CINCINNATI – The lead prosecutor and defense attorney Tuesday offered sharply conflicting views of what a police body camera video will tell jurors about what happened when a white officer fatally shot a black man during a 2015 traffic stop.
Hamilton County Prosecutor Joe Deters said the video shows that Ray Tensing was lying when he said he was in danger of being dragged to death and that the now-fired University of Cincinnati officer acted contrary to police standards and the law with he shot an unarmed Sam DuBose.
Attorney Stewart Mathews said the prosecution interpretation was so different from his, it was as if they watched different videos. Tensing was facing death or serious injury from "a 3,000-pound car that he (DuBose) turned into a weapon," Mathews told jurors.
"Our renditions and our belief in the truth could not be more different," Deters told reporters after opening statements concluded in the murder trial. Testimony that will include expert testimony about the video begins Wednesday.
Tensing, 26, pulled the 43-year-old motorist over for a missing front license plate. Deters said it was a legitimate traffic stop that was follow by a shooting that "was not legitimate ... it was murder."
He said Tensing had drawn his gun and aimed at DuBose's head before the car even moved.
"The car moved a little more than a foot, and Tensing shot Sam DuBose, causing his death in seconds," Deters said.
Mathews said DuBose had mashed the accelerator down when Tensing reached inside to try to grab the car keys, and the officer felt himself going down. He said officers who were arriving for backup will testify they heard tires squealing.
Tensing, fired last year by the university, appeared to be watching the jurors closely and taking notes during the opening statements.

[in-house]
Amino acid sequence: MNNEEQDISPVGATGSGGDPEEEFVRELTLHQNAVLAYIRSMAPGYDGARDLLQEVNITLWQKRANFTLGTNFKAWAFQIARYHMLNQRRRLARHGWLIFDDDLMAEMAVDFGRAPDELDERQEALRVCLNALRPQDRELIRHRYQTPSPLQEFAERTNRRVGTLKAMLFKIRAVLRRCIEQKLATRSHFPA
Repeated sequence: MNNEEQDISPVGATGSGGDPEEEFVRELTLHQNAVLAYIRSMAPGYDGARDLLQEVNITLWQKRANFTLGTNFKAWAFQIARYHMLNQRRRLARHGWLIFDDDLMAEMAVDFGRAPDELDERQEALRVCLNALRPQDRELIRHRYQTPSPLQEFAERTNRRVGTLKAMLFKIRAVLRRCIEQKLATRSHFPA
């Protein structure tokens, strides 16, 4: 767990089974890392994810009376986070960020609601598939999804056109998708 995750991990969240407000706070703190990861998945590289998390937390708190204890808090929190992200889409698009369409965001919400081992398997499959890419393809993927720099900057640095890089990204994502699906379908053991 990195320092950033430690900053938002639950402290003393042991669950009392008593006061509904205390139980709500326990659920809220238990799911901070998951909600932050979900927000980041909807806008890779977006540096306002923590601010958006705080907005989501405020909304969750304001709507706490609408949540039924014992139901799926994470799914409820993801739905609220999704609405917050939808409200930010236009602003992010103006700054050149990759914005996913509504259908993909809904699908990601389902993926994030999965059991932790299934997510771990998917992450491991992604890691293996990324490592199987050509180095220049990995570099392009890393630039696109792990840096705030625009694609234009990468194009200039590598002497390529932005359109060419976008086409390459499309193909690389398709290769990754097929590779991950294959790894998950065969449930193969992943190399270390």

Before they began, jurors were taken to the scene. Hamilton County Judge Megan Shanahan cautioned them that what they saw isn't evidence and that conditions at the scene could have changed.
"The only purpose of your visit is to help you understand the evidence as it will be presented to you in the courtroom," Shanahan said.
The jurors, whose identities are being shielded, didn't get out of the sheriff's vehicles with dark-tinted windows. Deters confirmed that a makeshift memorial to DuBose was removed from the scene before the visit to avoid influencing jurors.
The jury of two black women, four white women and six white men was seated Monday. Four white women were added as alternate jurors after a day of questioning by attorneys who urged jury candidates to put aside race, news stories and police perceptions for the case.
Black Lives Matter activists criticized the racial makeup of the jury in a city which the 2010 U.S. Census showed had a nearly 45 percent black population. They have been part of demonstrations outside the courthouse.
Shanahan on Tuesday rejected a defense motion to move the trial to another county.
The trial in Ohio and one that began on Monday in Charleston, South Carolina, for another white former police officer facing a murder charge for the shooting of a black man are among cases over the last two years that have increased attention to how black people are treated by police in the United States. The two shootings occurred after traffic stops.
Associated Press writer Dan Sewell in Cincinnati contributed to this report.